Asia’s product recall problemDecember 8 2017 by Nick Ferguson
The outsourcing of global manufacturing to Asia, and China in particular, has lowered the cost of products — but also the quality. Roughly a quarter of all goods sold in the US in 2014 were made in China, but they represented 51% of all product safety recalls, according to the US-China Economic and Security Review Commission.
In some sectors, Chinese-made goods have become ubiquitous. China’s share of US toy recalls, for example, rose from 10% in 1988 to 98% in 2007. In 2015, China accounted for 2,124 product recall cases in the US, compared with 685 from US companies. The country also accounted for 62% of the product safety alerts issued by the EU in 2015.
“There is a clear link between product recall claims and the shift in manufacturing to Asia and China. Product quality management levels in Asia are improving but they are not yet up with the levels seen in the US and Europe,” says Christof Bentele, head of global crisis management, Allianz Global Corporate & Specialty (AGCS), which has published a new report on the subject.
Even so, Asia is still a relatively small market for product recall insurance. Asian companies have typically only bought product recall insurance for exports to the US and Europe, but that is starting to change as product safety regulation and consumer expectations are rising, according to Bentele.
“More and more Asian companies realise that buying product recall insurance makes sense, even when they only operate domestically,” he says. “It is hard for any company to survive in a market with a bad or faulty product. That is as true for Asia as anywhere else.”
Overall, AGCS found that defective product or work is the major cause of recall claims, followed by product contamination. The average cost of a significant incident is in excess of US$12 million, with the costs from the largest events far exceeding this total. More than 50% of losses arose from just 10 incidents. The automotive industry is the most affected, followed by food and beverage, and electronics.
However, in the age of social media, 24/7 news channels and class-action law suits, there is also a risk that minor issues can blow up into major multi-billion dollar recalls.
“Social media is a real game-changer for product recall,” says Stewart Eaton, head of product recall in the UK for AGCS. “An erroneous post or tweet can cause reputational damage and directly impact the size of a recall, meaning companies need to react faster than before.”
Toyota, for example, incurred a US$3 billion cost from a supposedly faulty accelerator pedal recalled in 2009, but studies suggest that the problem was most likely caused by drivers (who were mostly elderly or inexperienced) stepping on the wrong pedal. As Malcolm Gladwell reported in his podcast, Revisionist History, hitting the brake will successfully stop a car even if the throttle is fully engaged, but in most cases the brake was never applied. In fact, complaints about sudden acceleration are common across all manufacturers, probably for the same reason, but once a story gets rolling and plaintiffs’ lawyers sense an opportunity, it can be difficult to reverse course.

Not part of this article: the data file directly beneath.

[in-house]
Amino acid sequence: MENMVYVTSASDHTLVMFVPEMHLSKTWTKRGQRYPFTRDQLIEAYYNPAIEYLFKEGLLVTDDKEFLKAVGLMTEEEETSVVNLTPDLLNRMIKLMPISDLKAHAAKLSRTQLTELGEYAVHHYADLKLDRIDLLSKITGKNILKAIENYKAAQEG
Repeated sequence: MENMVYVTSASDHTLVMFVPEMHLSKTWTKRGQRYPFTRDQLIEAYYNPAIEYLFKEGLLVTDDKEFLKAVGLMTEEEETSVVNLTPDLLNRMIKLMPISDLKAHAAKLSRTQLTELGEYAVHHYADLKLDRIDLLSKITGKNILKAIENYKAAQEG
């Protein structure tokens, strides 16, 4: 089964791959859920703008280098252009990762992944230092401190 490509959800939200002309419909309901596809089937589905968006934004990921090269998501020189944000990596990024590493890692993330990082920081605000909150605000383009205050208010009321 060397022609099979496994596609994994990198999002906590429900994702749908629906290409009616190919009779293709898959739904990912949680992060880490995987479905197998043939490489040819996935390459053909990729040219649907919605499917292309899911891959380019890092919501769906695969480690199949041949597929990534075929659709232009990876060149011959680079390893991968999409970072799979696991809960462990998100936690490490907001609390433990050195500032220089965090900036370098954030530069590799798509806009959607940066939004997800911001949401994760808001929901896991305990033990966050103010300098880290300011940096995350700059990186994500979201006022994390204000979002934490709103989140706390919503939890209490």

While phantom defects such as this can be a problem for individual companies, real manufacturing issues can have widespread problems across an industry due to the way supply chains work in today’s economy. Takata’s defective airbags, for example, are expected to result in some 60 to 70 million units across at least 19 manufacturers being recalled worldwide, while costs have been estimated at close to US$25 billion.
Another problem area includes mislabelling of food, with undeclared allergens a growing cause of recalls.
Cyber recalls may also become an increasing reality. AGCS says hackers could change or contaminate a product by controlling machinery in automated production plants. Innovative but untested technologies such as artificial intelligence and nanotechnology could also transform recall risk.
Product recall insurance covers the costs of a recall, including business interruption, and also provides access to crisis management services and consultants, which can test a company’s procedures and offer global support in areas such as regulatory liaison, communications, product traceability and tampering investigations and even genome sequencing and DNA testing to understand a product contamination.
“A company that embraces crisis management, and makes it part of its DNA, is far less likely to suffer a major incidence,” says Bentele.
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